Do we only have short term memories? Do we forget so easily? Do we throw away the baby with the bath water? Do we not have core values which we would never trade away no matter how life treats us?
In the first Reading, (Ex 16:2-4. 12-15), the people of Israel were willing to throw Moses and Aaron ‘under the bus’ because of the difficulties they faced in the desert. The scorching sun and hunger took their toll on them, and they snapped. All the miracles the Lord worked in Egypt to free them, and their miraculous crossing of the Red Sea on dry shod had become something that happened in a very distant past. They complained directly against Moses and Aaron, and indirectly against God by saying, “’Why did we not die at the Lord’s hand in the land of Egypt, when we were able to sit down to pans of meat and could eat bread to our heart’s content! As it is, you have brought us to this wilderness to starve this whole company to death!’”
Have the Jews suddenly forgotten their enslavement in Egypt, the killing of their sons, and their subjugation to hard labour? An insight we get from the first Reading was that the Egyptians were “compassionate-ruthless” slave masters who ensured that their slaves did not work on empty stomachs.
Freedom comes with responsibilities, rights, and privileges. As an adolescent matures into adulthood, or a new nation transitions from the euphoria of their newly-found freedom to the reality of their daily living, at times they behave like the Israelites who were prepared to go back to enslavement rather than face the challenges which come with maturity and freedom.
For those who believe, there are no accidents in their lives. They see the hand of God in both the good and the bad experiences which they have. The good experiences are the positive revelations, and the bad experiences are the negative revelations. Our prayer is that one should experience more of the positive revelations than the negative ones.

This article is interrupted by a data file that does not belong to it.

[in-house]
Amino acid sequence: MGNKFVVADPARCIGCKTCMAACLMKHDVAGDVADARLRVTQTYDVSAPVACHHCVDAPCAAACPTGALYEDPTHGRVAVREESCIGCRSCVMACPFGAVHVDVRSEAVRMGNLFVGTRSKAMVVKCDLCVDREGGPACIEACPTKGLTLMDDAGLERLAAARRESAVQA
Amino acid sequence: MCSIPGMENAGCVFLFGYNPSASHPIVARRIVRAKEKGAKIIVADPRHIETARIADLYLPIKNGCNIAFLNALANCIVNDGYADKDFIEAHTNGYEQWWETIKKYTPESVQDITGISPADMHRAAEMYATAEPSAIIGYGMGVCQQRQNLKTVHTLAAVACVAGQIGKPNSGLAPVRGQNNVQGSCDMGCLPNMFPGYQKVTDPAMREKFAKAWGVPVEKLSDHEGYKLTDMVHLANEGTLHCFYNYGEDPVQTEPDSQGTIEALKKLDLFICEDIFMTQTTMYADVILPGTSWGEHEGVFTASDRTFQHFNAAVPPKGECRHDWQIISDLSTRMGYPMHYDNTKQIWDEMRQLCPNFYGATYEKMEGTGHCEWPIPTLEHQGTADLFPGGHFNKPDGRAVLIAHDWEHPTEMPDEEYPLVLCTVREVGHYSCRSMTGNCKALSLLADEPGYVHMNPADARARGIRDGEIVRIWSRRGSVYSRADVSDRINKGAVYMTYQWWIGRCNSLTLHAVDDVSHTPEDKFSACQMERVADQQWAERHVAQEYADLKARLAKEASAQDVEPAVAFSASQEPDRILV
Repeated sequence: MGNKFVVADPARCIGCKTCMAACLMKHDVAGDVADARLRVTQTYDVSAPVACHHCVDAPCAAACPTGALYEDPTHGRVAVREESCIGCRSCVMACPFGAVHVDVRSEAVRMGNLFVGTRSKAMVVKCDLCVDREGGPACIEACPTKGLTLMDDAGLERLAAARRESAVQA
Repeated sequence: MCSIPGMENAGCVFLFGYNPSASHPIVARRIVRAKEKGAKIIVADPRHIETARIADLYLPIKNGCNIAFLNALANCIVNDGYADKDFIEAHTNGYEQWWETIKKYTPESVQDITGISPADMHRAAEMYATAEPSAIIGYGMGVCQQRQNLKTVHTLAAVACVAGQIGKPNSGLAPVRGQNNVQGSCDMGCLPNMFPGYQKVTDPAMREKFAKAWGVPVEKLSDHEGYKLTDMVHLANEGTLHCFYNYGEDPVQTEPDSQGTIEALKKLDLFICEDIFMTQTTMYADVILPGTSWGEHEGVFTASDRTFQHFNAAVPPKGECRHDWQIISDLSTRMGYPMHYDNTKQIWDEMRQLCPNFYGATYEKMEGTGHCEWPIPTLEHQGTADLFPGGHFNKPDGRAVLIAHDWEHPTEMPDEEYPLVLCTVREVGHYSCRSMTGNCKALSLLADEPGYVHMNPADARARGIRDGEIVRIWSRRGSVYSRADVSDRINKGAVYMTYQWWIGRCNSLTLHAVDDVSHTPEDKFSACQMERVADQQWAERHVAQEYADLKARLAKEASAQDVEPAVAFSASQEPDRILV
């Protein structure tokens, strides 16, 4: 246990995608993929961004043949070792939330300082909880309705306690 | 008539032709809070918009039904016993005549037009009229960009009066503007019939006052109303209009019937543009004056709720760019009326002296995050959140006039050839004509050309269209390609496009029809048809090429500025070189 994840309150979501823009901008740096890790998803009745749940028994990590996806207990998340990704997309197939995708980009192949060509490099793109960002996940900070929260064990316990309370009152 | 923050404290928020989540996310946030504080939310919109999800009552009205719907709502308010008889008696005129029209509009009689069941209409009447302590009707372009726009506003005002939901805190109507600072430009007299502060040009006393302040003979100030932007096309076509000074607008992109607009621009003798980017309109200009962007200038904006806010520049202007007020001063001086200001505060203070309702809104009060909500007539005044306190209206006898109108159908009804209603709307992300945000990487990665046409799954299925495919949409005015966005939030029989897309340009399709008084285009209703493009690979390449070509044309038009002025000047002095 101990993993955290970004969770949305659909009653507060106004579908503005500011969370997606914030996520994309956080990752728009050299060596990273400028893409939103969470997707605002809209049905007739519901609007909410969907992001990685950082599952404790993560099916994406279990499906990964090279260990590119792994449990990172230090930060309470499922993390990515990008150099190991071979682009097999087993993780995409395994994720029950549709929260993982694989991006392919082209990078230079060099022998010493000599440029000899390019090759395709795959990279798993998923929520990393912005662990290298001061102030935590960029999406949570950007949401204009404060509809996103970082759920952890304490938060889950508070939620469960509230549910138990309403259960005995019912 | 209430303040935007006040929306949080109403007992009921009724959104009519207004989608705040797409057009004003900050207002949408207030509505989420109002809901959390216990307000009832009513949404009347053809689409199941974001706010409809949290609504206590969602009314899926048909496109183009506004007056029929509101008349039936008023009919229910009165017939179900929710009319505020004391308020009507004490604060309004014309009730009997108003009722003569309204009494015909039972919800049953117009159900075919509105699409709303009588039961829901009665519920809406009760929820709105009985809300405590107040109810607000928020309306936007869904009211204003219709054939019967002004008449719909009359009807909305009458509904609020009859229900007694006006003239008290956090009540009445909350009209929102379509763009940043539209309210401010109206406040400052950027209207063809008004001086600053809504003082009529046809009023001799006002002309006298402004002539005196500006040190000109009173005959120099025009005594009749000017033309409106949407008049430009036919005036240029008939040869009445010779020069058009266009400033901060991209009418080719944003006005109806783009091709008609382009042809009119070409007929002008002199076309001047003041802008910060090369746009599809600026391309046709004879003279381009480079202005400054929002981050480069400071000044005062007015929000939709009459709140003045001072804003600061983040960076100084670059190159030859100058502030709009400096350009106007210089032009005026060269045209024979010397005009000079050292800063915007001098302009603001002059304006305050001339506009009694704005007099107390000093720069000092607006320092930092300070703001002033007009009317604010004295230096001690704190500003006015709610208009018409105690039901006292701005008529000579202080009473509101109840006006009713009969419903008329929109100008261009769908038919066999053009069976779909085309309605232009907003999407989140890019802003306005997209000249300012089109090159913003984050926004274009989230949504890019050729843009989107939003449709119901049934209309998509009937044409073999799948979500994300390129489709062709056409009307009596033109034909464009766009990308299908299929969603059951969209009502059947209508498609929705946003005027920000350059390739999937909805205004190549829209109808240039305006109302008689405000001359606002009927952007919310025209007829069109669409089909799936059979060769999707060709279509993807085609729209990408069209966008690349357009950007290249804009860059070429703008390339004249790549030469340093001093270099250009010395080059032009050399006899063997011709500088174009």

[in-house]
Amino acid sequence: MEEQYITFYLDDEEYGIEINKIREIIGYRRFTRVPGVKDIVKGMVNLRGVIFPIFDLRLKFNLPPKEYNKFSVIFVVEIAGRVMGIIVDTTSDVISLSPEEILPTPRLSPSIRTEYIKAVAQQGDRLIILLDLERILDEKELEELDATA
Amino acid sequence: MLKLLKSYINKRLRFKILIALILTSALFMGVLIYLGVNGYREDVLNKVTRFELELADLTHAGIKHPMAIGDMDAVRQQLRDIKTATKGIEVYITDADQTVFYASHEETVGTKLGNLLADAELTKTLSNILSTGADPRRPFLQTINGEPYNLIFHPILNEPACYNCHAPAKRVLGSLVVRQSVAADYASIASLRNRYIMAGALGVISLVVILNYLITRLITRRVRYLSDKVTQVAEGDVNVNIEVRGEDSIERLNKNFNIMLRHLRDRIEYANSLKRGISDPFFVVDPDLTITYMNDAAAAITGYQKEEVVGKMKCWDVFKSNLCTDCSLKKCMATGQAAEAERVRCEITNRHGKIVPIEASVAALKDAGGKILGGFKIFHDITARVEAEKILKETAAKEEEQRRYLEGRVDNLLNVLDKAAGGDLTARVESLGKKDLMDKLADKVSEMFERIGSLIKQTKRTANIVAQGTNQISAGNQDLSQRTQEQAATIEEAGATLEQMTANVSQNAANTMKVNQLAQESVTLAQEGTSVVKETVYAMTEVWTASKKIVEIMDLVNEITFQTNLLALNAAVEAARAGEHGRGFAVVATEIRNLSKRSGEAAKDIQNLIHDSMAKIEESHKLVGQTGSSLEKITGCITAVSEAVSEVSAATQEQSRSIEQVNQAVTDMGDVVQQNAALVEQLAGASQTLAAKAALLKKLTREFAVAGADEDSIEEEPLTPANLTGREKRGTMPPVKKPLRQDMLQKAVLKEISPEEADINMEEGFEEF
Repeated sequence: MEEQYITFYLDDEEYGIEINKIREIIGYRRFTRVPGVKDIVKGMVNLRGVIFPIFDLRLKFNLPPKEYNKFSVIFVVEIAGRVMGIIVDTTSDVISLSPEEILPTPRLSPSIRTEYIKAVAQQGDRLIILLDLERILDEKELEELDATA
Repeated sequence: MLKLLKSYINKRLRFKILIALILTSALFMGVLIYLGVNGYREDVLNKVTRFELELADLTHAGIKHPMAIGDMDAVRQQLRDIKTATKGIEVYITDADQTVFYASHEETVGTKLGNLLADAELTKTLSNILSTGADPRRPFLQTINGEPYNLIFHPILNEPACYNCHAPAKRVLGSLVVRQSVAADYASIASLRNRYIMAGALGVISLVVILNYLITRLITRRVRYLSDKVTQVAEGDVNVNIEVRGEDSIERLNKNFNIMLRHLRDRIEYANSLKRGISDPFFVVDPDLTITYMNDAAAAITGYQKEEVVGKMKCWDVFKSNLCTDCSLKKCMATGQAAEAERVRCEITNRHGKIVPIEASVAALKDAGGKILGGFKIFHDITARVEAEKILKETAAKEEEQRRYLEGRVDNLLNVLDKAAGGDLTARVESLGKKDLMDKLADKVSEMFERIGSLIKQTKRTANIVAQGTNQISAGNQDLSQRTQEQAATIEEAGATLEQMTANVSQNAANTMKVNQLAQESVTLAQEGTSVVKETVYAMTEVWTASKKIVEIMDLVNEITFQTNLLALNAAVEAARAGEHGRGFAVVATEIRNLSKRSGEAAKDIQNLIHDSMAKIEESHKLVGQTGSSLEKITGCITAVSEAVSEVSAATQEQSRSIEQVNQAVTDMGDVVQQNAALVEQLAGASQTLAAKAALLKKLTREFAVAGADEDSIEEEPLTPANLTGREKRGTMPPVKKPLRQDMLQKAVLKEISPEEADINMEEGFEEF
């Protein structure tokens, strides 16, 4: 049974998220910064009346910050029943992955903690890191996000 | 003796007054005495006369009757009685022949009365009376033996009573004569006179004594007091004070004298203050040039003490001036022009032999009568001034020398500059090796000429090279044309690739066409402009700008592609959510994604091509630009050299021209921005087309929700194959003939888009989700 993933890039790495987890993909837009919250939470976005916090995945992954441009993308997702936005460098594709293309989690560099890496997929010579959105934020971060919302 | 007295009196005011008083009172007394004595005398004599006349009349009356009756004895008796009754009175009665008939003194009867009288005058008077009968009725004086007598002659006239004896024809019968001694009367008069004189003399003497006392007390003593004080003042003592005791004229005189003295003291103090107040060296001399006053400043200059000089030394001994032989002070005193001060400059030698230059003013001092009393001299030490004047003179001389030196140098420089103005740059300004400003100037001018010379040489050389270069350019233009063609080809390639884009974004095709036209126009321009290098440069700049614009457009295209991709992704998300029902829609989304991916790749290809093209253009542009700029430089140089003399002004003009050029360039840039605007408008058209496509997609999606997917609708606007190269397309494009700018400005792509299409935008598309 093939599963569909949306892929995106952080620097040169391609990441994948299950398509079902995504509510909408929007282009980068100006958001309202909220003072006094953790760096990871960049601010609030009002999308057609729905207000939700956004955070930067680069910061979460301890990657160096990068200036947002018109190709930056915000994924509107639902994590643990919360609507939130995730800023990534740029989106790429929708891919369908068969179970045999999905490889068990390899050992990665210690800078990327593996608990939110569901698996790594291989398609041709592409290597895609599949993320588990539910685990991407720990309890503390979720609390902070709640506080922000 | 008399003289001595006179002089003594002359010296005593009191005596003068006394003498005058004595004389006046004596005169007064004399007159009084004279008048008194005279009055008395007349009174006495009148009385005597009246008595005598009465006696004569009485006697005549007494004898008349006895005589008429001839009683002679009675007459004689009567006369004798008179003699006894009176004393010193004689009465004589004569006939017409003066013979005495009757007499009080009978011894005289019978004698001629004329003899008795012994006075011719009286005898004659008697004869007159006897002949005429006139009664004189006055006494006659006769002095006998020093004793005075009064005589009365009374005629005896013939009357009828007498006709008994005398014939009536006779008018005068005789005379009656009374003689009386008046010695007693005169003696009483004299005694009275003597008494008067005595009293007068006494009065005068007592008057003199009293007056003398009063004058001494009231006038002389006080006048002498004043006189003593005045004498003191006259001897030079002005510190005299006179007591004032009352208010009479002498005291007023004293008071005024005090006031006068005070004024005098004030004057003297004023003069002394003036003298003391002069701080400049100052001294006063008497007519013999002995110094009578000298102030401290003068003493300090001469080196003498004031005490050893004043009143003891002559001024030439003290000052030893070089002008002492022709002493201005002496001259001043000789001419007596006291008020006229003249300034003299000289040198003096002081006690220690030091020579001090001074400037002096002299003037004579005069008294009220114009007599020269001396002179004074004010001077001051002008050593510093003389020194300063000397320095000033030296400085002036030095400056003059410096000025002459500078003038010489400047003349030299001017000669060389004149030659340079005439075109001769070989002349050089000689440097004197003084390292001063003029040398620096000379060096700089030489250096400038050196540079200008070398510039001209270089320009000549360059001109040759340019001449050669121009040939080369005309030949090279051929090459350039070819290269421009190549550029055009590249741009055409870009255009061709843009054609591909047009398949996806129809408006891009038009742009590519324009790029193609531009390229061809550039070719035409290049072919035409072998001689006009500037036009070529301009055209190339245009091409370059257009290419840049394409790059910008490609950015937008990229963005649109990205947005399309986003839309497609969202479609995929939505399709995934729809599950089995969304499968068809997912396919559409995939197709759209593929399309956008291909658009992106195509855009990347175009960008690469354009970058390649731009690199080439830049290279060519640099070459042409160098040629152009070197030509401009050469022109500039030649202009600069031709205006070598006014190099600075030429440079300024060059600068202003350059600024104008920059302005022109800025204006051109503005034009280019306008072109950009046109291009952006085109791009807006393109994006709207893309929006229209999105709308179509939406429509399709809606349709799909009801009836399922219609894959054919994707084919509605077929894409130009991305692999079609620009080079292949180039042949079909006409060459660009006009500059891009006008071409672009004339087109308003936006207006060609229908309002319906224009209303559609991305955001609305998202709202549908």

The enslavement of the people of Israel in Egypt was a negative revelation for them and their deliverance from enslavement was a positive revelation. When the Jews were battling with hunger in the desert, the Lord provided them with food through some natural occurrences which had supernatural implications.
Firstly, quails became a source of meat for them. Quails were migratory birds, having been exhausted from flying long distances, they perched on the ground to have a rest, and the Jews were able to capture and cook them. Secondly, there were mushrooms which sprout overnight with the dew. The first Reading narrates as follows, “When the coating of dew lifted, there on the surface of the desert was a thin delicate, powdery, as fine as hoarfrost on the ground.” When the people enquired about what it was, Moses informed them that it “is the bread the Lord gives you to eat.”
Among the Jews, bread is food. The Jews called this substance manna. It “was white like coriander seed and it tasted like wafers made of honey” when eaten raw, (Ex 16:31), and it tasted like cakes made with oil when cooked, (Num 11:7-9). The Israelites saw the hand of God in these events – the quails perching and the mushrooms sprouting. When all hope was lost, the Lord was able to provide for the Israelites in the desert.
In the Gospel, (Jn 6:24-35), Jesus asked the Jews to work not only for transient food, but they should also work for the food that lasts forever. Similarly, Archbishop Peter Comensoli said in his welcome Mass Homily, as the ninth Archbishop of Melbourne, that the people of Melbourne should not only barrack for football teams but should also barrack for the Gospel. Jesus said that working for God warrants that we believe in him, (Jesus), as the one sent by God. He then made the Jews to understand that unlike the manna in the desert which gave physical nourishment to their ancestors, he, (Jesus), is the true manna, (bread), because he descended from heaven to give spiritual nourishment to everyone that desires to have him.
Hence, Jesus is our bread of life, and whoever comes to him will never be hungry and whoever believes in him will never thirst. These assurances from Jesus imply that no matter what comes our way in life he will always be on our side, nourishing us with his Body and Blood – the Eucharist.